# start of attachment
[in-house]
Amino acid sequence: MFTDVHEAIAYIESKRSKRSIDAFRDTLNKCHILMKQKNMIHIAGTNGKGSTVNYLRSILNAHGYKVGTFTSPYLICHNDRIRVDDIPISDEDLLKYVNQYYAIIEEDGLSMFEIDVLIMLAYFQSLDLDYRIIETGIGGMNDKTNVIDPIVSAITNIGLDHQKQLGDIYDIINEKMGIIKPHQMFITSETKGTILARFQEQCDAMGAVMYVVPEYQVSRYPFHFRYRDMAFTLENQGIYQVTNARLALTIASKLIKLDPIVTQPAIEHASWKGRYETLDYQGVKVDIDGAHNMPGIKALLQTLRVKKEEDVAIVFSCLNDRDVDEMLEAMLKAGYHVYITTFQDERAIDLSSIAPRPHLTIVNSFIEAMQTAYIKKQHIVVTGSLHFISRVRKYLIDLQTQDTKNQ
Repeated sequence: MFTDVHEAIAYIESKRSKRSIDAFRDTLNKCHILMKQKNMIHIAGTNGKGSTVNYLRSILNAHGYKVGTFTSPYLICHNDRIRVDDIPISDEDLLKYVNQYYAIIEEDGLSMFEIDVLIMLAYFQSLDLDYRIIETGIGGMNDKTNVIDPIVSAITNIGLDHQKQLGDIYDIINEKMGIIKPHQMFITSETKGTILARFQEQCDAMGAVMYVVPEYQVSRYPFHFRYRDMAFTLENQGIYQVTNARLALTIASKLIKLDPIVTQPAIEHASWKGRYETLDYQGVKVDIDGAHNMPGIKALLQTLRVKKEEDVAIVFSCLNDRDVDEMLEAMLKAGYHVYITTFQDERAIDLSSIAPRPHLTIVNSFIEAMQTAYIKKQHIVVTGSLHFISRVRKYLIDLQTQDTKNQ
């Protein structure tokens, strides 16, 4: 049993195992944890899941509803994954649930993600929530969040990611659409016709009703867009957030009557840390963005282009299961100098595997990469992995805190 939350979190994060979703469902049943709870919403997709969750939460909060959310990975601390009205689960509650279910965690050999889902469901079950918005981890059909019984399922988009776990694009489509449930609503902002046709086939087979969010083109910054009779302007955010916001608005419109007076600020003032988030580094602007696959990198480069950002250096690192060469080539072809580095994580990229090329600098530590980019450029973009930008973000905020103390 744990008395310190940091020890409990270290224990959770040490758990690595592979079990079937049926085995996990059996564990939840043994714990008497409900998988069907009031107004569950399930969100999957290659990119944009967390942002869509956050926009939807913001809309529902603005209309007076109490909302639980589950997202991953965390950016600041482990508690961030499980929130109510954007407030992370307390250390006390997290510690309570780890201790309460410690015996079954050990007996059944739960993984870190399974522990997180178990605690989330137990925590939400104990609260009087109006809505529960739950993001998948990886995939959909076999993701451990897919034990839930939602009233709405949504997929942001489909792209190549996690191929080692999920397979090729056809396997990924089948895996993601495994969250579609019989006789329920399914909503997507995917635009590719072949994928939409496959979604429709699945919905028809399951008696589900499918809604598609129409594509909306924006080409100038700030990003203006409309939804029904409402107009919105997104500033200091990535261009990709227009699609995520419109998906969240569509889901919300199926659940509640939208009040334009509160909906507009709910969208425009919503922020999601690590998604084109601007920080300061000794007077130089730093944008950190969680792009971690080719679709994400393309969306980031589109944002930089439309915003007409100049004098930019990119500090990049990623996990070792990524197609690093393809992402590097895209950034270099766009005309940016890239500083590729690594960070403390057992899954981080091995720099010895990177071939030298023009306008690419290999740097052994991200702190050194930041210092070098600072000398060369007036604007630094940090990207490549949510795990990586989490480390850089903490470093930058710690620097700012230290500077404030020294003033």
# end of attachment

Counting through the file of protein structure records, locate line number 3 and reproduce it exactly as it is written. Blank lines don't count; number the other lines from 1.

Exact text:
Repeated sequence: MFTDVHEAIAYIESKRSKRSIDAFRDTLNKCHILMKQKNMIHIAGTNGKGSTVNYLRSILNAHGYKVGTFTSPYLICHNDRIRVDDIPISDEDLLKYVNQYYAIIEEDGLSMFEIDVLIMLAYFQSLDLDYRIIETGIGGMNDKTNVIDPIVSAITNIGLDHQKQLGDIYDIINEKMGIIKPHQMFITSETKGTILARFQEQCDAMGAVMYVVPEYQVSRYPFHFRYRDMAFTLENQGIYQVTNARLALTIASKLIKLDPIVTQPAIEHASWKGRYETLDYQGVKVDIDGAHNMPGIKALLQTLRVKKEEDVAIVFSCLNDRDVDEMLEAMLKAGYHVYITTFQDERAIDLSSIAPRPHLTIVNSFIEAMQTAYIKKQHIVVTGSLHFISRVRKYLIDLQTQDTKNQ